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Tax the heck out of vaping, but be careful

When young people are being hurt, government has an obligation to act. That should be beyond debate. How to act, however, is up to a lot of debate.

FILE - In this April 16, 2019 file photo, a woman exhales while vaping from a Juul pen e-cigarette in Vancouver, Wash. Schools have been wrestling with how to balance discipline with treatment in their response to the soaring numbers of vaping students. U
In this April 16, 2019 file photo, a woman exhales while vaping from a Juul pen e-cigarette in Vancouver, Wash. Schools have been wrestling with how to balance discipline with treatment in their response to the soaring numbers of vaping students.
Craig Mitchelldyer, Associated Press

SALT LAKE CITY — Sin taxes present governments with an interesting paradox. They discourage people from doing things that ruin their health and cause misery to the people around them.

At the same time, they make governments dependent on the money that comes from bad behavior.

Another way of saying this is that sin taxes often concern themselves with two types of addiction — that of people who drink, smoke or gamble, and that of governments who might end up relying on them for money.

In five states — Nevada, Rhode Island, West Virginia, New Hampshire and Delaware — these taxes make up the largest share of tax revenues, according to governing.com.

In Utah, sin taxes make up only 2.6% of the total, according to 2014 figures made available by governing.com. That still accounted for $161 million.

Which brings us to the subject of e-cigarettes.

Some Utah lawmakers are ready to tax the heck out of them, to put it in terms suitable for a family newspaper. And make no mistake, these products are causing a lot of heck right now. The Utah Department of Health currently is investigating 21 separate cases of lung disease related to these relatively new products, and most of the victims are young adults. That number is four times larger than just a week earlier, and the figure is expected to grow.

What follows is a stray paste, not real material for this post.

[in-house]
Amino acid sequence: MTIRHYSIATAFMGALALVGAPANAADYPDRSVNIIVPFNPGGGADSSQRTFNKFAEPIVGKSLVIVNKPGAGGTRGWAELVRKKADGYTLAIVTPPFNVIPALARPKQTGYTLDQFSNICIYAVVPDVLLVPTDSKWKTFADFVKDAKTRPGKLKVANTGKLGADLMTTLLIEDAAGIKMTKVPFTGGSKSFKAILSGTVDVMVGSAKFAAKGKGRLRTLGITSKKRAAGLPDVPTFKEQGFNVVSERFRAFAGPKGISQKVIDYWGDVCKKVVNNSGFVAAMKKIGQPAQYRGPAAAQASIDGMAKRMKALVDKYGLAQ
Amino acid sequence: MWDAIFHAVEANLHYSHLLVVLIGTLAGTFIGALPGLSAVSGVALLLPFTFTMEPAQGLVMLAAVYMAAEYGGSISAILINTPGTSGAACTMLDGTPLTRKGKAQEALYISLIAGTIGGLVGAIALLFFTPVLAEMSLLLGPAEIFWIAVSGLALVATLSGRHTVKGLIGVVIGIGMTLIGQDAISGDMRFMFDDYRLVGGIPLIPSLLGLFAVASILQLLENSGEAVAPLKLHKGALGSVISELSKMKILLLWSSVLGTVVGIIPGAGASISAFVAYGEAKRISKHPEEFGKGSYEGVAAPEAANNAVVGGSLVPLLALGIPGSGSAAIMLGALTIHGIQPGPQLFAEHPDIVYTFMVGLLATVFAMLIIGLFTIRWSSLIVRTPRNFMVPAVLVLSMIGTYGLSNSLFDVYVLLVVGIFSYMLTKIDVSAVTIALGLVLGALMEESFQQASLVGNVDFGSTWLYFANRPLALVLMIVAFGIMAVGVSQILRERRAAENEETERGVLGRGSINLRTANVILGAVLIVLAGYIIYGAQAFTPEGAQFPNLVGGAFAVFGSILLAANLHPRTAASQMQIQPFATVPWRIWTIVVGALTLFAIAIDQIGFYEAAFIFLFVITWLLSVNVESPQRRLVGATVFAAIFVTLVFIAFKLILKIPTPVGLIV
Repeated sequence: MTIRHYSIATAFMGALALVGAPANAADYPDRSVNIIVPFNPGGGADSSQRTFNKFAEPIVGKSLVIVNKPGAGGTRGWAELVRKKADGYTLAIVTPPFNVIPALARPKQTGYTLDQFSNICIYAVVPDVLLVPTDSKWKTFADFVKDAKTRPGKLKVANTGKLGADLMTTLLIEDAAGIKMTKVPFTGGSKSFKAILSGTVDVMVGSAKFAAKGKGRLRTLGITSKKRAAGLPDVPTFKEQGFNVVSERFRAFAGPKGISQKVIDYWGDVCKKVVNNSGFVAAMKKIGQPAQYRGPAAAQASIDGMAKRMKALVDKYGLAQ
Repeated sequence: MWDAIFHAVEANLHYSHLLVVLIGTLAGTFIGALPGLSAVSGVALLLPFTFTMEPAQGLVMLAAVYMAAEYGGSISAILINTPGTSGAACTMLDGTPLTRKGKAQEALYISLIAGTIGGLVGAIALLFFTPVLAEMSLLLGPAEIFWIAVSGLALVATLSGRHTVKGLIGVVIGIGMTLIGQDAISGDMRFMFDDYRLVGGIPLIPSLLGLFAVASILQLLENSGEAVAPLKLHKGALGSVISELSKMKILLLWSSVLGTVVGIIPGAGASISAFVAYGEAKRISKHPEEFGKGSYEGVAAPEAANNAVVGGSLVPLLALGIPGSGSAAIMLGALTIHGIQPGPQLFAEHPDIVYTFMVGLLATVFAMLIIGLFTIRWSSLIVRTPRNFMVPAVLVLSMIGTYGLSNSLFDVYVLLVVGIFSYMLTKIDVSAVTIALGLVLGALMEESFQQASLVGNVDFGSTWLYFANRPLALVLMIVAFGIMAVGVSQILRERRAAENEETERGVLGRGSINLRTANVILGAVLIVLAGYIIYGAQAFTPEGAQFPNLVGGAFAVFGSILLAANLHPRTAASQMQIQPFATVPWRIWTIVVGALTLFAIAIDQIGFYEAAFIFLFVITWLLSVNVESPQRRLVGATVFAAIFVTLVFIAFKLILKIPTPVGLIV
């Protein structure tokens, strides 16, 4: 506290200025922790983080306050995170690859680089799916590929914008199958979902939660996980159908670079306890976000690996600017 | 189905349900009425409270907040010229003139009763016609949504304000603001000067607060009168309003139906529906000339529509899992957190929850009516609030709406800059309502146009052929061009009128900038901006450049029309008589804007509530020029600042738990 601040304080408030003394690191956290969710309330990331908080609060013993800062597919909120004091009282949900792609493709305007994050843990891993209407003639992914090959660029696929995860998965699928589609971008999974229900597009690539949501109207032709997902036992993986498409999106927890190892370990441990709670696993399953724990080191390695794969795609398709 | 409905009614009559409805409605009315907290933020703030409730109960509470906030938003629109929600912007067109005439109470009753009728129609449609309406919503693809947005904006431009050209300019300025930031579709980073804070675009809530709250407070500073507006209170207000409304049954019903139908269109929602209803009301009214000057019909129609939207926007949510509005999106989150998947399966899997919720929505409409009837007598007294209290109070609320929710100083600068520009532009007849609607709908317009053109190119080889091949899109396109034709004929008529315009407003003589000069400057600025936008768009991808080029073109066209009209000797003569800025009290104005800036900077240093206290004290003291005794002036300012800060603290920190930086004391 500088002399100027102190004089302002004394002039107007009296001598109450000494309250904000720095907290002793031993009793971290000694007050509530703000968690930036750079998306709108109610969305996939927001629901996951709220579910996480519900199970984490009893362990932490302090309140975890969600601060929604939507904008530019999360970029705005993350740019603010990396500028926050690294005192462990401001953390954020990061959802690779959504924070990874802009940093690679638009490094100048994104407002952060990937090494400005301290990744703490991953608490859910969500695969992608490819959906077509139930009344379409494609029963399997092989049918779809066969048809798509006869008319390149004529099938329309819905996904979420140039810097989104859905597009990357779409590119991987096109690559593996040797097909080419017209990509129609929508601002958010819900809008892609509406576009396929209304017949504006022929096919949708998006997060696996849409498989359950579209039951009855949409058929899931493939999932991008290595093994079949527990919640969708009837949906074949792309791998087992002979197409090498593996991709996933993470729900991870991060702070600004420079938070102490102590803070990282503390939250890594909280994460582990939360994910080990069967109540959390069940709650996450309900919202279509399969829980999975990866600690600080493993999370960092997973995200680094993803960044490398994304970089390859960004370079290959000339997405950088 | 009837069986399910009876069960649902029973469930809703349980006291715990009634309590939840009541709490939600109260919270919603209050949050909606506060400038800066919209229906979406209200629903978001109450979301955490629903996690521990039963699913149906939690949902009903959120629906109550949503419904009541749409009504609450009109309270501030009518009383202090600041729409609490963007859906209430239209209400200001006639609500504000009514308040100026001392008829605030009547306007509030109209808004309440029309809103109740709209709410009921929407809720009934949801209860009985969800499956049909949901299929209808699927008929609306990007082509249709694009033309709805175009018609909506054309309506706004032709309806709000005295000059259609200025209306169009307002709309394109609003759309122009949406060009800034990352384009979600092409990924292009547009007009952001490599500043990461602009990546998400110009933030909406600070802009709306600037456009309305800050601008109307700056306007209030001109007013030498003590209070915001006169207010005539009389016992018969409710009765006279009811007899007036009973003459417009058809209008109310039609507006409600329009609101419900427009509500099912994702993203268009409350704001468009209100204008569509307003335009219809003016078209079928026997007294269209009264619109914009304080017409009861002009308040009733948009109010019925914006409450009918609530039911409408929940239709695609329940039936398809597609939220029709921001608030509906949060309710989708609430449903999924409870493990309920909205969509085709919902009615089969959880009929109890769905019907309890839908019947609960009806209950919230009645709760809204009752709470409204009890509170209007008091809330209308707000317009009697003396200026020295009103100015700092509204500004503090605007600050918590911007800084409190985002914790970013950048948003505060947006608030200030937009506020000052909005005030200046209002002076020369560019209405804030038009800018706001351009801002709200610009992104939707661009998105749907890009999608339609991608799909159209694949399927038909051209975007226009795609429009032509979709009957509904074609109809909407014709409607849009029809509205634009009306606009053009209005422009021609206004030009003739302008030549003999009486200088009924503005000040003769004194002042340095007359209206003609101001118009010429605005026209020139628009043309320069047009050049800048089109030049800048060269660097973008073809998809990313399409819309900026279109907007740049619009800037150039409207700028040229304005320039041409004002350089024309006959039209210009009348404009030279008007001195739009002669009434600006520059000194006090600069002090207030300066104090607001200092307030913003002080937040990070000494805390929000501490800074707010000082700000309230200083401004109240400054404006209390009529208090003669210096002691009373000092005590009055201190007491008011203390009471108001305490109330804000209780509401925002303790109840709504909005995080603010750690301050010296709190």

Officials say some of the patients “vape,” as users call it, on a regular basis. Others vape both tobacco and marijuana products. Still others vape only occasionally. Yet all are getting sick, and no one is certain exactly why. Similar experiences are being reported by health departments nationwide.

When young people are being hurt, government has an obligation to act. That should be beyond debate. How to act, however, is up to a lot of debate.

Utah could follow San Francisco’s example and outlaw the product all together, or it could tax it, a lot.

But e-cigarettes already are illegal for anyone under 21. Banning them might inadvertently push kids with nicotine addictions onto traditional cigarettes, instead. And it might harm adult smokers who are using e-cigarettes to curtail their habits.

That makes taxation a more attractive tool. The Health and Human Service Interim Committee of the Utah Legislature voted unanimously last week to recommend an 86% excise tax on the products, which would increase the retail price by about 50%.

“The ideal,” according to Rep. Karianne Lisonbee, R-Clearfield, “is that there would be no tax revenue in the future from this, because we would have prevented everybody from partaking in such an unhealthy practice.”

Which is, of course, unrealistic. If it were that easy, nobody would smoke regular cigarettes these days after decades of taxes and bad publicity. It’s true a lot fewer people do smoke today than 50 years ago, which is a good thing. But it’s also true that addictions are powerful, and the reasons kids vape are complicated.

Doctors, and the kids themselves, will tell you a lot of them do it because they have severe anxiety or depression and they see this as a way to self-medicate. After a while, feeding a nicotine addiction can bring a false sense of relief from anxiety. The National Institutes of Health says nearly one-third of kids 13 to 18 will experience an anxiety disorder, and the number is rapidly rising.

A local group called Students Against Electronic Vaping said about 42,000 Utah students vape on a daily basis, and every 10% increase in the price of those products would result in a decrease in use.

It wouldn’t get to the heart of why kids are doing it in the first place. And it might push them to self-medicate in other ways. But doing nothing isn’t an answer, either.

Some lawmakers hope to earmark this new tax to funding programs that educate kids about the dangers.

That’s noble, but it needs some perspective. The sponsor of a failed bill to tax vaping earlier this year said it would raise about $21 million today, up from $9.4 million last year.

Obviously, the money could quickly exceed what would be reasonable for a great disincentive program.

In the end, this can’t be about the money. State lawmakers must attack this problem with any tool available. But they shouldn’t just create a new stream of revenue without committing themselves to constantly monitoring it so they don’t become too addicted to the bad behavior they’re trying to prevent.